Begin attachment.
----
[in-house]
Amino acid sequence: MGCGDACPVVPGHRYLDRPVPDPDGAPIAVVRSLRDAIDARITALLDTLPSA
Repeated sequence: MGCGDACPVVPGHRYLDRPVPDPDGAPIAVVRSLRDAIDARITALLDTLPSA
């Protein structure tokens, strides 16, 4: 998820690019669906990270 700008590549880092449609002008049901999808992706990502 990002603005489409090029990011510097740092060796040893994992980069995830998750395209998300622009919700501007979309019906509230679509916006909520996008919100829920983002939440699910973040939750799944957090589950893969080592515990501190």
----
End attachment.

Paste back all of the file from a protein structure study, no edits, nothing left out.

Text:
[in-house]
Amino acid sequence: MGCGDACPVVPGHRYLDRPVPDPDGAPIAVVRSLRDAIDARITALLDTLPSA
Repeated sequence: MGCGDACPVVPGHRYLDRPVPDPDGAPIAVVRSLRDAIDARITALLDTLPSA
């Protein structure tokens, strides 16, 4: 998820690019669906990270 700008590549880092449609002008049901999808992706990502 990002603005489409090029990011510097740092060796040893994992980069995830998750395209998300622009919700501007979309019906509230679509916006909520996008919100829920983002939440699910973040939750799944957090589950893969080592515990501190």